Thursday, March 29, 2012

The cost of technical debt: 3.61$ / line of code

We've all heard of all kinds of metaphors regarding technical debt, but until recently, I never knew of any study that could put a price tag on it.

 I guess I'm not the only one unaware of the existence of such a study because I've heard of developers almost crying (before flying away from there) because businesses are not keen on writing tests or refactor code, mainly because the cost of this walk on thin ice is not quantifiable in money.This is an issue of the past, because this study from CAST exposes millions in very well hidden IT costs.Some conclusions from the above article:
  • technical debt costs companies $3.61 per line of code
  • outsourced and in-house developed applications didn’t show any difference in structure quality
  • neither did onshore and offshore applications
  • established development methods such as agile and waterfall scored significantly better in structural quality than custom methods
  • waterfall scored the highest in transferability and changeability (a surprise from my point of view)
  • government systems tend to be the lowest in maintainability (I thought this was expected only in Romania)
  • the more frequently the code is released the higher the technical debt (another surprise for me)
In recent years I've seen an increased interest from companies in paying for QA - rapidly moving from manual testing to more automated testing.
I believe that until recently (the last 5-10 years), since most applications were desktop based, an app was either rewritten in its entirety in order to make it look&feel modern, or replaced by a competing, good looking one. 

Since the web got traction, a company gets a much lower cost in just changing the UI and keeping adding features in the backend than rewriting the whole app. 

One issue with this, is that there are pretty small chances that code that is 10+ years old is up to date with the latest technologies (like for example, using Memcached for keeping context). 

Every developer that has to interact with that code, has to work like 10+ years ago - what developer wants that? (maybe COBOL developers, who might consider code of that age as being bleeding edge )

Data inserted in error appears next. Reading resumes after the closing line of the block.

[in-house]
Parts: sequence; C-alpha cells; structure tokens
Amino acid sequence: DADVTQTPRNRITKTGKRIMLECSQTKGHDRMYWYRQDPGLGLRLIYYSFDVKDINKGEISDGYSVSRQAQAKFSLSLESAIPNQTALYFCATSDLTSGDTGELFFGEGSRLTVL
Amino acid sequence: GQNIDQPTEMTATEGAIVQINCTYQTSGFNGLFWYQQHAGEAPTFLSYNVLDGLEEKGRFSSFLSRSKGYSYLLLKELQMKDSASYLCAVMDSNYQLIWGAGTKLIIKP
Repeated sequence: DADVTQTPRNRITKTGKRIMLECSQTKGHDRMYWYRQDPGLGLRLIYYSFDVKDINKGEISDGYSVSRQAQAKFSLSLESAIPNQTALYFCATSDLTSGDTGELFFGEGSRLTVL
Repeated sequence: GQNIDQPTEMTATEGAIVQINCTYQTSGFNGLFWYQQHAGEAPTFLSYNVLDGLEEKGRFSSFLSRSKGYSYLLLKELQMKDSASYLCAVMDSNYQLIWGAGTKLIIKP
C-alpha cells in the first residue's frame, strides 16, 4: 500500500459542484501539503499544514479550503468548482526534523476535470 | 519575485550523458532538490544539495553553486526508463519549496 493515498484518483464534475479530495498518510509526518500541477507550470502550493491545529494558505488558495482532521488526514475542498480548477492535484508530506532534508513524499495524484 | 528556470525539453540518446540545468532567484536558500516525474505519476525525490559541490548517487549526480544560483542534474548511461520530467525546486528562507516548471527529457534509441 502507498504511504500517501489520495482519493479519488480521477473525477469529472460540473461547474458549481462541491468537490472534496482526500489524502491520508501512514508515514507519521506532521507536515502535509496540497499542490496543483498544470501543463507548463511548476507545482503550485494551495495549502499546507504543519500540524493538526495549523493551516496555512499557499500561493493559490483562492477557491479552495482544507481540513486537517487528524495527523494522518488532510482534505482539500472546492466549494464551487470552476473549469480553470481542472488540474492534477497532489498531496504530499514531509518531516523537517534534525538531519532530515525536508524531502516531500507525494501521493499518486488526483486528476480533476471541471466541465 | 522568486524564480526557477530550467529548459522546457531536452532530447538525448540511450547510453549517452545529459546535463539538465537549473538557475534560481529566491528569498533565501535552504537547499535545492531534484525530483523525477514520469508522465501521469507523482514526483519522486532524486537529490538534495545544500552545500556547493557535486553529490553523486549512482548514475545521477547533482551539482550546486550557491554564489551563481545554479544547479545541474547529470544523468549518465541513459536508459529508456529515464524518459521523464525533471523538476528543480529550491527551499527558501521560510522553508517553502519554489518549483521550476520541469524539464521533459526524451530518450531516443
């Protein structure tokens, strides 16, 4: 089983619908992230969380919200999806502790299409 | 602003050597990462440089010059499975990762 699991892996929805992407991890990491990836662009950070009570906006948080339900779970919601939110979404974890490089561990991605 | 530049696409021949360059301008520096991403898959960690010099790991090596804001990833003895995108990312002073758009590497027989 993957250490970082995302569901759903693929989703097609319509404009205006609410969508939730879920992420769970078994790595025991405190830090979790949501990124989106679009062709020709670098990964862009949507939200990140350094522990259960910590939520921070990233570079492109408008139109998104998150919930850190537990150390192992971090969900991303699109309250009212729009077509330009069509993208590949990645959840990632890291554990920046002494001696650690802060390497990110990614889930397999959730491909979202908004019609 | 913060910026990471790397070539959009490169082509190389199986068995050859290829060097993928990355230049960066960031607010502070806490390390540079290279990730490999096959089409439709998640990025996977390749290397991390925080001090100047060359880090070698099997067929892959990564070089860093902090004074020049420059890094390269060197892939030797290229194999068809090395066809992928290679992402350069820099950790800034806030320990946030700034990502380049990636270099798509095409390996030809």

On the other hand, 10+ year old code brought money and it still does - who would risk the business in order to rewrite that? (I wouldn't allow such a risk on my software)

The solution is to have unit tests for all the code you intend refactor so that you can be almost sure that the changes you make don't have negative side effects.

Is this a personal impression or we really getting an ascending trend regarding automated testing?


This post is mentioned in the Perl Weekly Newsletter - there Gabor asks some good open questions regarding potential conclusions like what should we do :

  • Throwing away the old and partially broken code?
  • Adding automatic tests to the existing application? 
  • Nothing?
I'd conclude, that first of all, we should have a general impression regarding the price we have to carry on with us because of the technical debt. I have written a follow-up article regarding possible ways to get a cost for technical debt in Perl 
I think it is possible to get an application to a stage in which is much more profitable to rewrite the whole application or parts of it instead of continually paying interest for the debt. 
With a technical debt calculator, we could take much more pertinent decisions to questions like:

  • Is it profitable going on like this, or we should do a rewrite?
  • Why we pay so much for maintenance instead of bringing new features to market?
  • Why in the early life of the application 2 developers were bringing 3 features per week, and now, 5 developers get out 2 features in 3 weeks?

And the questions could go on and on.

1 comment:

  1. Well analysed....but "...On the other hand, 10+ year old code brought money and it still does - who would risk the business in order to rewrite that? (I wouldn't allow such a risk on my software)" doesnt this depend on the cost of maintaining it. It may be worth while doing a one time refactor to lower cost of ownership. Also the practice of regularly updating code has to be in place.